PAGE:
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How Did the Location of Industry Respond to Falling Transport Costs in Britain Before World War I?

  • CRAFTS, NICHOLAS
  • MULATU, ABAY

This paper explores the location of industry in pre-World-War-I Britain using a model that takes account both of factor endowment and also of new economic geography influences. Broadly speaking, the pattern of industrial location in this period was quite persistent and regional specialization changed little. The econometric results show that factor endowments had much stronger effects than proximity to markets, although the latter was an attraction for industries with large plant size. Overall, falling transport costs had relatively little effect on industrial location at a time when proximity to natural resources, notably coal, mattered most.

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Article provided by Cambridge University Press in its journal The Journal of Economic History.

Volume (Year): 66 (2006)
Issue (Month): 03 (September)
Pages: 575-607

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Handle: RePEc:cup:jechis:v:66:y:2006:i:03:p:575-607_00
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  1. Nicholas Crafts, 2004. "Steam as a general purpose technology: A growth accounting perspective," Economic Journal, Royal Economic Society, vol. 114(495), pages 338-351, 04.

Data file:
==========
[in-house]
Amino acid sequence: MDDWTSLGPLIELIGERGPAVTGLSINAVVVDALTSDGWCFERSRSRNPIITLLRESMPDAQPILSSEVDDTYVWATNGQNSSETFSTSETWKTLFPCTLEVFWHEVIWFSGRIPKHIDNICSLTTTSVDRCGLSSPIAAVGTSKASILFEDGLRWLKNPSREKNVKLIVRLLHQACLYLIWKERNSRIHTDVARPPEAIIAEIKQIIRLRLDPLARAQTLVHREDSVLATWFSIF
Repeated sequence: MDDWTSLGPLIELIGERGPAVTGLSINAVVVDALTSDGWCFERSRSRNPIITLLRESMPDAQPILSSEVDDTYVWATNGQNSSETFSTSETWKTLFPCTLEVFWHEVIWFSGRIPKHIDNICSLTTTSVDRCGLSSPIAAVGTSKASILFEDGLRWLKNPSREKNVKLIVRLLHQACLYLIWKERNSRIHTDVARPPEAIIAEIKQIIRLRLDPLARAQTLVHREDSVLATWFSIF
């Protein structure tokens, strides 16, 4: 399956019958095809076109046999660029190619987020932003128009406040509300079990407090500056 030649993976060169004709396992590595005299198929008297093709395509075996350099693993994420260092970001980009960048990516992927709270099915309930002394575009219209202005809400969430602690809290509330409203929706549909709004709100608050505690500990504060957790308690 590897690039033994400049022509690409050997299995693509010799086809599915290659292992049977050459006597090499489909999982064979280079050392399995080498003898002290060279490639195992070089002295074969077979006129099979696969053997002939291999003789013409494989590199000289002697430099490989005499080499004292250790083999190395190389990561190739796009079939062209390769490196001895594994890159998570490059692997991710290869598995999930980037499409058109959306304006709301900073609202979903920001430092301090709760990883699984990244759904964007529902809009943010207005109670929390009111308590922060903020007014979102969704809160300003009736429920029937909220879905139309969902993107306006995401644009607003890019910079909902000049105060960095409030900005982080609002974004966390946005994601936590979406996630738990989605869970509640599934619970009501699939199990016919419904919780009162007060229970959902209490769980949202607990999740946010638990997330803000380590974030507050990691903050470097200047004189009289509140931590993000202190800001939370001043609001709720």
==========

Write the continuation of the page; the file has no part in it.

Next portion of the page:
2. Frank Geary & Tom Stark, 2002. "Examining Ireland"s Post--famine Economic Growth Performance," Economic Journal, Royal Economic Society, vol. 112(482), pages 919-935, October.
  3. Kim, Sukkoo, 1998. "Economic Integration and Convergence: U.S. Regions, 1840–1987," The Journal of Economic History, Cambridge University Press, vol. 58(03), pages 659-683, September.
  4. Kim, Sukkoo, 1999. "Regions, resources, and economic geography: Sources of U.S. regional comparative advantage, 1880-1987," Regional Science and Urban Economics, Elsevier, vol. 29(1), pages 1-32, January.
  5. J. David Richardson & Pamela J. Smith, 1995. "Sectoral Growth Across U.S. States: Factor Content, Linkages, and Trade," NBER Working Papers 5094, National Bureau of Economic Research, Inc.
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  1. Historical Economic Geography

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